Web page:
Remembering Sister Ann Keefe

Read the Rhode Island Monthly profile from January 2013, "Sister Act," which describes how Sister Ann Keefe took back Providence's toughest neighborhoods, one mean street at a time.

The Rhode Island Monthly magazine staff is deeply saddened by the passing of Sister Ann Keefe. As described in the January 2013 profile “Sister Act,” which was written by Brian C. Jones, Sister Ann cofounded the Institute for the Study and Practice of Nonviolence, which is credited with helping to sharply cut the city’s murder rate. She started Providence ¡CityArts! for Youth. She helped establish, run, guide and champion a host of other organizations, including the Community Boating Center, the Sophia Academy, the Family Life Advocacy Center, Witness for Peace, the Southside Community Land Trust and the Providence Community Library. Then add these to the list: AIDS Care Ocean State, the Annual Good Friday Walk for Hunger and Homelessness, the Providence Human Relations Commission, the Economic Progress Institute and Taming Asthma. The list goes on.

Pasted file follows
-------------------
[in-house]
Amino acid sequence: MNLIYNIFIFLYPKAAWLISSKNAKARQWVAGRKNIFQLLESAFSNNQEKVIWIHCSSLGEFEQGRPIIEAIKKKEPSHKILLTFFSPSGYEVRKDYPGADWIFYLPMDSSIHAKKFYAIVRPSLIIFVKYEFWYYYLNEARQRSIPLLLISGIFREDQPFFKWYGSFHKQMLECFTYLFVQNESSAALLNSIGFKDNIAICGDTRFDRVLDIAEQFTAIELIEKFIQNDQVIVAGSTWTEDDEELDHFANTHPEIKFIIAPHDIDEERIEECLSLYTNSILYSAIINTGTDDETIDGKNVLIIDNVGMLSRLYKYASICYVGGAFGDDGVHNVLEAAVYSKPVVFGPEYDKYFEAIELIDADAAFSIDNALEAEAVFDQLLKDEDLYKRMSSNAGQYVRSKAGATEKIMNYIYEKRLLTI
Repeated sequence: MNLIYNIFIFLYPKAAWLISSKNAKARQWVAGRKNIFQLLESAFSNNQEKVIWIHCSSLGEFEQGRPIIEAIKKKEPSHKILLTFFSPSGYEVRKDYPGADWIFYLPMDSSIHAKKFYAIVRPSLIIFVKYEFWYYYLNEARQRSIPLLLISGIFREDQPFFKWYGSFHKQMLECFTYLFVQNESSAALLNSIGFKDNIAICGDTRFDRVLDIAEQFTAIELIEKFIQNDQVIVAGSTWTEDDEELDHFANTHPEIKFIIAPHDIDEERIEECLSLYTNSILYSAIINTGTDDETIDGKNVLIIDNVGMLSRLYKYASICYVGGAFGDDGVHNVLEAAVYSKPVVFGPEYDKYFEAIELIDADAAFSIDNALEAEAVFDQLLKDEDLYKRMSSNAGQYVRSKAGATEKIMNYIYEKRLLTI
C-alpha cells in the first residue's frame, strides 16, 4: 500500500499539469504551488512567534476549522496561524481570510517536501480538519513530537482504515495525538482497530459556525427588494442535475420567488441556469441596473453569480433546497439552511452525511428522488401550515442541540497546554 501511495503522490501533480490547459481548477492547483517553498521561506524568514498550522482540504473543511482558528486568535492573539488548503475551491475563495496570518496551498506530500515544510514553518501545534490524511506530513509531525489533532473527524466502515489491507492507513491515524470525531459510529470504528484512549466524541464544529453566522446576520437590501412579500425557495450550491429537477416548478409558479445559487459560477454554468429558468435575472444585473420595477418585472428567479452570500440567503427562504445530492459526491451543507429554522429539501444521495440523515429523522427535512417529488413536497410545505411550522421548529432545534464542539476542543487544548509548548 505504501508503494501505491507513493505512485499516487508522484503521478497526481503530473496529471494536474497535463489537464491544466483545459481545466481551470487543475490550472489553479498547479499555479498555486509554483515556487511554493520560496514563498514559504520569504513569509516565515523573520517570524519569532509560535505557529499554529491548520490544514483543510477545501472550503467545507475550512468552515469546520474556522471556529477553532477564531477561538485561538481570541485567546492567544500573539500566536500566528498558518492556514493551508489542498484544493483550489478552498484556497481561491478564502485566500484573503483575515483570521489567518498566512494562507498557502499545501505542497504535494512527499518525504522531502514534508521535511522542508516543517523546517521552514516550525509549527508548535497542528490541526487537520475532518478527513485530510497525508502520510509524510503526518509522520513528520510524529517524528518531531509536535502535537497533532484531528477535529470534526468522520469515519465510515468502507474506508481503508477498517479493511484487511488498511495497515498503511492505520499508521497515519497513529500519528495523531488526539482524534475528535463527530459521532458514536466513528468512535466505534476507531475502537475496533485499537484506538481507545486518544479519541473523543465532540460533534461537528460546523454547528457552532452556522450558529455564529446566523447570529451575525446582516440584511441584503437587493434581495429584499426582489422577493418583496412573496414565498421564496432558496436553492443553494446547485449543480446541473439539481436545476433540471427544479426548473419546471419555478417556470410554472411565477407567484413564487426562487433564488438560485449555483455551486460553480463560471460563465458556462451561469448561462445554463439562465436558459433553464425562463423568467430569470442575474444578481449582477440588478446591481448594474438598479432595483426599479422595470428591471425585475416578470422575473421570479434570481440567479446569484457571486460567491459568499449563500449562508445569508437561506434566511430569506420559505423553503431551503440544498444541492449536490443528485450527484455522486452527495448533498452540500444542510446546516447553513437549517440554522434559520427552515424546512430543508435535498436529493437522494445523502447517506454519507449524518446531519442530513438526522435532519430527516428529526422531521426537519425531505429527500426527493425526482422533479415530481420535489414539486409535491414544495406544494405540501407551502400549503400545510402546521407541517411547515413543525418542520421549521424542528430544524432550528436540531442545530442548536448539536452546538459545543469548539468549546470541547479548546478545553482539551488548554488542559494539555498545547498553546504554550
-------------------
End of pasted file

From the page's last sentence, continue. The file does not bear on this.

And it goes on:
Here is a section from the story, written by Jones, which we think describes her perfectly: “…Sister Ann is legendary for her ability to get things done, to lead, console, confront, organize, schmooze, strategize, shame and entertain with her quick wit. Never look her in the eye, she warns people, from janitors to mayors, lest they be drawn into her latest scheme, shaken down for a donation, handed a paint brush, signed up for an overnight peace sit-in, recruited to cultivate a community garden or enlisted to cook Thanksgiving dinner for thousands."

Read the full profile from Rhode Island Monthly's January 2013 issue here:  

Sister Act: A Providence nun is fighting to take back the city’s South Side, one after-school program, Thanksgiving dinner, reformed gang member and peace institute at a time.